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Atomic Adventures

Atomic Adventures: Secret Islands, Forgotten N-Rays, and Isotopic Murder—A Journey into the Wild World of Nuclear Science

James Mahaffey
Pegasus Books
2017
421 pp.
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Atomic Adventures, James Mahaffey’s latest contribution to the history of nuclear science, reads like a collection of spooky tales perfect for sharing around the campfire this summer. Have you heard the one about the Nazi engineer who built a nuclear reactor in Argentina? Or how a crazed father tried to poison his son with radiation? Or how the Japanese government hired Mexican spies to steal American atomic secrets?

Like any good campfire tale, the stories recounted in Atomic Adventures provoke equal amounts of horror, wonder, and skepticism. But Mahaffey has done his homework. The book is painstakingly researched, with generous footnotes and bibliographic lists of sources. (He concedes that quite a few of the far-fetched stories are, in fact, tall tales, taken from the memoirs of scientists with a flair for the dramatic.)

Anecdotes tumble forth onto the page with only the briefest transitions. One moment, readers are transported to a French laboratory in 1903, where Prosper-René Blondlot has discovered a new kind of invisible ray. The next, Mahaffey is describing a uranium enrichment plant in mid–20th-century Pakistan, where a team of physicists is building a bomb.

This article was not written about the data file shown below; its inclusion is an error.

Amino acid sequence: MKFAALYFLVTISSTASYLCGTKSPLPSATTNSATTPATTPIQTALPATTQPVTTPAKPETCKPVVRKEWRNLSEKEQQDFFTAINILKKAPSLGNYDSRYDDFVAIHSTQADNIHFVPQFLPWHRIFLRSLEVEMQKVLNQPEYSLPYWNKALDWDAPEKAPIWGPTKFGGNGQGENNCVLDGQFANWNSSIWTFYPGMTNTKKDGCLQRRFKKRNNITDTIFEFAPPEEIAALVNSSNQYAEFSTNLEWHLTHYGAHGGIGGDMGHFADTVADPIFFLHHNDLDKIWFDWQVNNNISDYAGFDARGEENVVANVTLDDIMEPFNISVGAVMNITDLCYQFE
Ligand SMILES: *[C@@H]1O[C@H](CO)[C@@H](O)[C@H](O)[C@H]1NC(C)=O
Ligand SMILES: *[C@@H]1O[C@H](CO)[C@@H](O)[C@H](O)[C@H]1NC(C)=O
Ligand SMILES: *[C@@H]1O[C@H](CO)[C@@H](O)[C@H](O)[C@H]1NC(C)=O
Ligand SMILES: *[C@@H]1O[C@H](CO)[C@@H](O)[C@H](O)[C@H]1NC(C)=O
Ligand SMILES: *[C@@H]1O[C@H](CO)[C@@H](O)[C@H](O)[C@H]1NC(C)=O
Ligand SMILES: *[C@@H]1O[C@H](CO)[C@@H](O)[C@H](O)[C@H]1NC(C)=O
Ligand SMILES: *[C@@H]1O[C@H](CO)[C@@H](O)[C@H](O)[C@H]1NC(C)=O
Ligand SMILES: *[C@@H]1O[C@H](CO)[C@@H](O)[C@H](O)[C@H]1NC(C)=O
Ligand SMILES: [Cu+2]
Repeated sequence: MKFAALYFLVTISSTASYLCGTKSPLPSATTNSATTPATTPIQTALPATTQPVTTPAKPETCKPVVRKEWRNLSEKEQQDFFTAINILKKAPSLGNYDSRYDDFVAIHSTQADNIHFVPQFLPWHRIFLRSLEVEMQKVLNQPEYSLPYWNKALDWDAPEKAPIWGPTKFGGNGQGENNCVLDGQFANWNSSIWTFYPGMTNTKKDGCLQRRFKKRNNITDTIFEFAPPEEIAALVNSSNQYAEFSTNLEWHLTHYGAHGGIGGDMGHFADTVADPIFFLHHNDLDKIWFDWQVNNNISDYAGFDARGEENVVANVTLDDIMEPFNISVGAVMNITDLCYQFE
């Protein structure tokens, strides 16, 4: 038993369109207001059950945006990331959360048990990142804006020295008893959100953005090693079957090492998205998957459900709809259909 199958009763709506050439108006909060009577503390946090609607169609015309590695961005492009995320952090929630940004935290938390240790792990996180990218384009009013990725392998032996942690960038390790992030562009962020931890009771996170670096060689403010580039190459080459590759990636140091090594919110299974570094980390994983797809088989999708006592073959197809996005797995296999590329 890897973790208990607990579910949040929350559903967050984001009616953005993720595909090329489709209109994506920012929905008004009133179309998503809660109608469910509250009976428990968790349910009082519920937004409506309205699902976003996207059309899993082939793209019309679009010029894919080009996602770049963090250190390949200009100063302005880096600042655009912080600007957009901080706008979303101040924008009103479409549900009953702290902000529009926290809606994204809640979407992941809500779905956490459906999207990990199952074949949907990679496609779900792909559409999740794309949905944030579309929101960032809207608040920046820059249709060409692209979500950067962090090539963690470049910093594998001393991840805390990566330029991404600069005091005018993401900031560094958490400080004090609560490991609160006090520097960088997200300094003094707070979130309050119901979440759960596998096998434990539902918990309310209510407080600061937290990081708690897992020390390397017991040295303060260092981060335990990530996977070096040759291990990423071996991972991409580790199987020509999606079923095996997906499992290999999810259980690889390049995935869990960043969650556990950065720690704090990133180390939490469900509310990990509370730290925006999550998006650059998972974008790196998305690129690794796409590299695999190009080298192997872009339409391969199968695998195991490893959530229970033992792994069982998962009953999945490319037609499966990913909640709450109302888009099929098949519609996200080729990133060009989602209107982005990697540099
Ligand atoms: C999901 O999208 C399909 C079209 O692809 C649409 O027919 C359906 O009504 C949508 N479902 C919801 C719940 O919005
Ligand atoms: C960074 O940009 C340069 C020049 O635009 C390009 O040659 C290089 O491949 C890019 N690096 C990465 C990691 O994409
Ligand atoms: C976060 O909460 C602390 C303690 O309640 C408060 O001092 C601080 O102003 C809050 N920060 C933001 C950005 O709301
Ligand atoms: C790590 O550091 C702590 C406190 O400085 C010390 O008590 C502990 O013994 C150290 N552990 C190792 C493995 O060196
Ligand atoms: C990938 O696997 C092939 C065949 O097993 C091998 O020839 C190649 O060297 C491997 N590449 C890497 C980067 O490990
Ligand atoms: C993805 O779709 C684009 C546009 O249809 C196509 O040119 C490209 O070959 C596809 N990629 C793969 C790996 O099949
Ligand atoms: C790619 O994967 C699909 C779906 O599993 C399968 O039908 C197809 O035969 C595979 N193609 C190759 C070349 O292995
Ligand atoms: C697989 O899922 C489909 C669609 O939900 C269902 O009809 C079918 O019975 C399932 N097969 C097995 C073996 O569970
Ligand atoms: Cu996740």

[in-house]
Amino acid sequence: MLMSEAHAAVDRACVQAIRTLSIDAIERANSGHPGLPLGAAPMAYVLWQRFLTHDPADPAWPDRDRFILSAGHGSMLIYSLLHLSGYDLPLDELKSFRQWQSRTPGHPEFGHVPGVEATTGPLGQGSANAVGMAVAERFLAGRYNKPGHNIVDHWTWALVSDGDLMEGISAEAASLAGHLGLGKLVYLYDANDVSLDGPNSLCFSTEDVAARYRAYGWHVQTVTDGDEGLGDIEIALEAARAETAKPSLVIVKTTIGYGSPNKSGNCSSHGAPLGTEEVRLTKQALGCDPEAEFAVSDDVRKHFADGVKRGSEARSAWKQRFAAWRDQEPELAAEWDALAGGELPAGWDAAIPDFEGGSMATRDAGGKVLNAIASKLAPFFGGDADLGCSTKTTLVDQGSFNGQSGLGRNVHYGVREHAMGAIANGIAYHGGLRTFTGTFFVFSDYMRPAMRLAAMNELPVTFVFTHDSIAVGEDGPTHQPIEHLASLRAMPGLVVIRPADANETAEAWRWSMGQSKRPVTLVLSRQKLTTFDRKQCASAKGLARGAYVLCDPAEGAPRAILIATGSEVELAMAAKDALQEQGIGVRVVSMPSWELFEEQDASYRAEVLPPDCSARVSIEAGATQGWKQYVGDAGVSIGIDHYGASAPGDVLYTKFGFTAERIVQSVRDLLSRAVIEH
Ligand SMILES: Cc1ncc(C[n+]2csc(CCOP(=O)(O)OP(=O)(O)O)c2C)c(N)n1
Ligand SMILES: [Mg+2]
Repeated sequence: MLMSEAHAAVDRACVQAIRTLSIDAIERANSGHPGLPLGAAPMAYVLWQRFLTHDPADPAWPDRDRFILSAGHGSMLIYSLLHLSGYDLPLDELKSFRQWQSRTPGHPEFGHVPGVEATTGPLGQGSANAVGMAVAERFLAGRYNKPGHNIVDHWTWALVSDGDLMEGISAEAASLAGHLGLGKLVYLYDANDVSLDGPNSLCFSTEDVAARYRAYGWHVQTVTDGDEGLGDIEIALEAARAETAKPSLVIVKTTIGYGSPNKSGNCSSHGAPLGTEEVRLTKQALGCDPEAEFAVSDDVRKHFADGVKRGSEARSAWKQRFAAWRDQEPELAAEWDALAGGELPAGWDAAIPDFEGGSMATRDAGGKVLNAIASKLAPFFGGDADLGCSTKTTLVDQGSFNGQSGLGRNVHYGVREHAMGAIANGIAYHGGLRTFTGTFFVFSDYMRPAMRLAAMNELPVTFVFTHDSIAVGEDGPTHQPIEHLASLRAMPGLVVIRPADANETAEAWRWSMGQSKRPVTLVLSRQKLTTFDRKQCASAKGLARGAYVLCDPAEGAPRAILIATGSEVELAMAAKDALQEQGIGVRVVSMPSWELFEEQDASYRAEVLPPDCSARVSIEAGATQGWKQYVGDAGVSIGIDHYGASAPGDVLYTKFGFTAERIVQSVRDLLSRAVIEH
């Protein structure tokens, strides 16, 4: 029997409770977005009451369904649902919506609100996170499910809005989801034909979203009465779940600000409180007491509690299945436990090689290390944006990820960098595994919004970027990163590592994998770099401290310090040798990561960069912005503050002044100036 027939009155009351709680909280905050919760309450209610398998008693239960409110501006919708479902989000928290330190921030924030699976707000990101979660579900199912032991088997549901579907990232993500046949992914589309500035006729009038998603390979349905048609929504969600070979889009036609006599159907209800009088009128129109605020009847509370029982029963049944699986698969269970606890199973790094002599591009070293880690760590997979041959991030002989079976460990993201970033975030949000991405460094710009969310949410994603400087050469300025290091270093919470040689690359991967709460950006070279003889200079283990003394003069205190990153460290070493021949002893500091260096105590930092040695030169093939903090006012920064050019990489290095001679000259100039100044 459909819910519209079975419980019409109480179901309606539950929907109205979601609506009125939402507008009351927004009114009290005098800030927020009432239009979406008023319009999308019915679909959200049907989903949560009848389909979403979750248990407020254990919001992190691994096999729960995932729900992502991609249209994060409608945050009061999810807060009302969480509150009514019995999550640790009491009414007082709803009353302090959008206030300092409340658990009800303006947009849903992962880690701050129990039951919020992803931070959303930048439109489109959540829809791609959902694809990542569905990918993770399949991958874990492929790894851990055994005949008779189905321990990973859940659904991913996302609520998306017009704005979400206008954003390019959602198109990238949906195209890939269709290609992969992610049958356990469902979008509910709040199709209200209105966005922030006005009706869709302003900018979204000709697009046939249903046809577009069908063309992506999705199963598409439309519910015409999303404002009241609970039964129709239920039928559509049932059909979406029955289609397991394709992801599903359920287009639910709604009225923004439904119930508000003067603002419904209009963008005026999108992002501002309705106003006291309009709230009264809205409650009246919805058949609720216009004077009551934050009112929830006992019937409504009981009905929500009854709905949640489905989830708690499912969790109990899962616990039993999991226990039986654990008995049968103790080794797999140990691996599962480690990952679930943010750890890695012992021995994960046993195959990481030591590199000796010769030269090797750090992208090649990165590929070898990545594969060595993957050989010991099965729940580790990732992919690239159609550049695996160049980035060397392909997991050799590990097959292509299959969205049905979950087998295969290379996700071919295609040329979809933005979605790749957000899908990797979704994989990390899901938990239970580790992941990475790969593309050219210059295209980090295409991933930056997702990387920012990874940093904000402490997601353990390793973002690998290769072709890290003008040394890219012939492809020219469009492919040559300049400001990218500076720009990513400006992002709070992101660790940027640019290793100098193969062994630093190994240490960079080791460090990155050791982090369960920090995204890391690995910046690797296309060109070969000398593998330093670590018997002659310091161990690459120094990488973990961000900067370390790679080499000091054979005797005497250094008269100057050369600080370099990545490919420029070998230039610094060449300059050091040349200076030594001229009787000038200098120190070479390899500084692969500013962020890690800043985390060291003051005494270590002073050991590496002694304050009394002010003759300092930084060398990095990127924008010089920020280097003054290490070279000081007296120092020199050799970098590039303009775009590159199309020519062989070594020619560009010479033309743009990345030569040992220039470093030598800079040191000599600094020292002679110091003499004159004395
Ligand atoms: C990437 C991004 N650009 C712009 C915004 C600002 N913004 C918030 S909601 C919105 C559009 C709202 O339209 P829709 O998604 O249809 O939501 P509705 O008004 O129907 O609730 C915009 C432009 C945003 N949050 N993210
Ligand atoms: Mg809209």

As a genre, many studies of nuclear history stick to a single, well-known site—Oak Ridge, Tennessee, or Los Alamos, New Mexico, for example—and are often closely linked to the American experience of World War II. Mahaffey’s globe-trotting atomic tour implicitly argues that nuclear history is global history, not simply American history.

In some ways, Atomic Adventures is reminiscent of historian Richard Rhodes’s book The Making of the Atomic Bomb. Both works discuss the personalities of the atomic scientists and military staff involved in nuclear programs. But Mahaffey offers more than just history. He sets out to teach his readers about the science behind the stories. Whenever a bomb, plane, or reactor is mentioned, he jumps into a technically rich explanation of the science involved.

Most of Mahaffey’s tales are pure fun, but his more personal anecdotes offer a lesson. In 1989, several universities raced to prove the existence of a theoretical source of nuclear energy: cold fusion. Mahaffey recreates the tense laboratory atmosphere as he and his colleagues attempted to discover it. (Spoiler: Cold fusion still remains an elusive technology.) These passages give readers a glimpse into the real moments of frustration and jubilations of a researcher’s life.

In a culture fixated on accomplishment, it’s important to talk about the things that didn’t work. What Atomic Adventures does well is to celebrate the full arc of science: the good, the bad, and the quirky.

About the author

Department of the History of Science, Princeton University, Princeton, NJ 08544, USA